When I go back – and I will go back – I now know some things to do to make my Mardi Gras party my own:
Do Mardi Gras with friends and/or family – It is a festival that is best done with a party. I’ll find somebody that packs up a folding table, fills it with fried chicken and King cake and brings a ladder for their kids. We’ll leave early and play tag football in the streets in between parades. I may just have found a new career as a party crasher.
Do something new – I’ve been told by locals that Lundi Gras (today, Monday) is the best day to go. It is a day filled with street festivals and parades that start early on the riverfront. I was also told to go to the French Quarter on Mardi Gras morning for the Drag Queen parade. It sounds outlandish.
Eat more roast beef sandwiches – I didn’t get enough… enough said.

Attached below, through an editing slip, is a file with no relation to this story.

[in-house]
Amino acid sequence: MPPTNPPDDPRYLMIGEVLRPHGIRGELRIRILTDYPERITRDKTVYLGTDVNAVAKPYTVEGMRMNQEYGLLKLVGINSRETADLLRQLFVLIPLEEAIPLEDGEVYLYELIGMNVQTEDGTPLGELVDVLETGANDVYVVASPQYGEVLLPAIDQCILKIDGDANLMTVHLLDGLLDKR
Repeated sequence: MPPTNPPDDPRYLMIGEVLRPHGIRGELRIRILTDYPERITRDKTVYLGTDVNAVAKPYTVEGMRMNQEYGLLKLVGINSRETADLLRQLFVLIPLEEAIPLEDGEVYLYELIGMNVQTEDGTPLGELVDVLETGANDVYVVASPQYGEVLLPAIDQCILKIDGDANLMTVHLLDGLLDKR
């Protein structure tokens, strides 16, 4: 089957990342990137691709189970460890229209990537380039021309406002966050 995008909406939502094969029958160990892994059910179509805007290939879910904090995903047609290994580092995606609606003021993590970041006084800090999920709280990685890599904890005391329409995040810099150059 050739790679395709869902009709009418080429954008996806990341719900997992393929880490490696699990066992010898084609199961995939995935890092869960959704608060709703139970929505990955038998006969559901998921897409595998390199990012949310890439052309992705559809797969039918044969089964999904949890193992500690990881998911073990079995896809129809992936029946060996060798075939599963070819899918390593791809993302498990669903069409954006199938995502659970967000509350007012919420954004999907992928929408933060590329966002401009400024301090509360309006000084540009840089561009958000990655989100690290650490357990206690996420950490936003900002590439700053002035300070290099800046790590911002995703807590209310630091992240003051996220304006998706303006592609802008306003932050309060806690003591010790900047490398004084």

Today, I head out to experience the country-style Mardi Gras in Mamou. New Orleans doesn’t own Mardi Gras although they have a particularly big stamp on it. What I learned this weekend is that Mardi Gras isn’t just any one thing. Mardi Gras is personal. The words mean Fat Tuesday in French, and it comes from the decadent celebration that precedes Lent. So, whatever it is that you like, indulge in it. No longer is Lent celebrated in the austere, colorless fashion that it was in ancient days. But Mardi Gras has kept its celebration. The best word I can use to describe it is colorful. Painted ladders…. painted ladies …..lavish parades with brightly colored beads and costumed riders … house decorations with purple, green and gold... all in glorious, opulent, living color. My friend Darren said this is why people love living in New Orleans. It’s all free for the taking. I spent a total of $27 plus gas for my weekend. Admittedly I walked a lot. It took me 6 hours to walk 4 miles on Saturday. But that was part of the fun. It was my first Mardi Gras experience in over 30 years. This time I was sober… and what a great time it was…. I’m glad I remember every second. Thank you to my hosts … Missy … Darren … Michael … Jean Ann and Tim .. and the host of a House Party on St. Charles who doesn’t even know me. You taught me a lot about Mardi Gras in New Orleans, and I also learned a lot about you, too. 🙂